11/19/08 – The claims of widespread, consistent physical abuse called the safety of all children living on Ministry properties into question

Texarkana Gazette
November 19, 2008
By: Lynn LaRowe and Jim Williamson

20 more kids seized
17 children removed during traffic stop near Alamo compound in Fouke; 3 taken in courtroom

The Arkansas State Police stopped two Ford sport utility vehicles Tuesday inside the city limits of Texarkana, Ark., as they carried 17 children from the Tony Alamo Christian Ministries compound in Fouke, Ark.

The Arkansas State Police were watching for the two black cars traveling westbound on Loop 245 near the intersection of Arkansas Highway 549 after receiving a tip. Court orders were issued Monday to remove the children living on Alamo properties in Fouke and Fort Smith, Ark.

“The state police received information and were aware the children in the vans were the subject of the court orders. They made the stop based on the knowledge the children were on board the vans,” said Bill Sadler, ASP spokesman.

In all, 11 boys and nine girls were removed, said Julie Munsell, spokesperson for the Arkansas Department of Human Services. The children ranged in age up to 17.

Three of the boys, who are brothers, were present in Miller County Juvenile Court when DHS took custody of them. They had just been sworn in to testify as defense witnesses in custody hearings concerning six girls removed from the compound in September.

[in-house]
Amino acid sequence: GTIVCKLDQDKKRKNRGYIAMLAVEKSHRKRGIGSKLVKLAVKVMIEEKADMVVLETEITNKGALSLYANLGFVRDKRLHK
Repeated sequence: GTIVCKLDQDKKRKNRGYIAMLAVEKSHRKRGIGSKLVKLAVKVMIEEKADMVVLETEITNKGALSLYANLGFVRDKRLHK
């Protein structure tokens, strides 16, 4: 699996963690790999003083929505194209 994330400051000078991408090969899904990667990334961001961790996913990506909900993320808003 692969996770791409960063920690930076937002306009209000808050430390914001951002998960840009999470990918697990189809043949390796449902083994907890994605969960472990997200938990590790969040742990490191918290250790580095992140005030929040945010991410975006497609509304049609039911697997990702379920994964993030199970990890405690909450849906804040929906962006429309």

Sadler declined to address where the children were being taken.

“This has been a DHS operation with the state police present only to ensure no violence would be directed at the DHS or the children,” said Sadler.

The children, who had been living at the Tony Alamo Christian Ministries in Fouke, were the subject of a court order from Miller County Circuit Court Judge Joe Griffin signed about 5:15 p.m. Monday.

State police and the DHS converged on the Fouke compound Tuesday morning, but the children were already loaded in the SUVs and headed toward Texas.

Simultaneously, the Fouke compound and 14 properties belonging to the Tony Alamo Ministries in Fort Smith, Ark., were searched Tuesday, but no children were found, Sadler said.

Sebastian County Circuit Judge Mark Hewett signed the order Monday giving DHS permission to remove children from Alamo properties in Fort Smith, Ark.

The court orders from both counties allege the children were in danger of being physically abused and neglected, Munsell said.

The state police assisted DHS to ensure “safe removal” of the children.

“We had identities on some and locations on others,” Munsell said of the children. “We have shared information with Oklahoma.”

Officials in neighboring states have been notified to watch for the Fort Smith children.

Munsell said DHS acted when it did because of information the agency received.

“We began to see mobilization. We had flight concerns,” Munsell said. “There are still some unknowns. We wanted to exhaust all of our efforts to locate these kids and bring them in so we could protect them.”

DHS doesn’t need a court order to enter a home and interview a child when there are allegations of abuse or neglect. However, the agency did acquire court orders in the case of the 20 children removed Tuesday.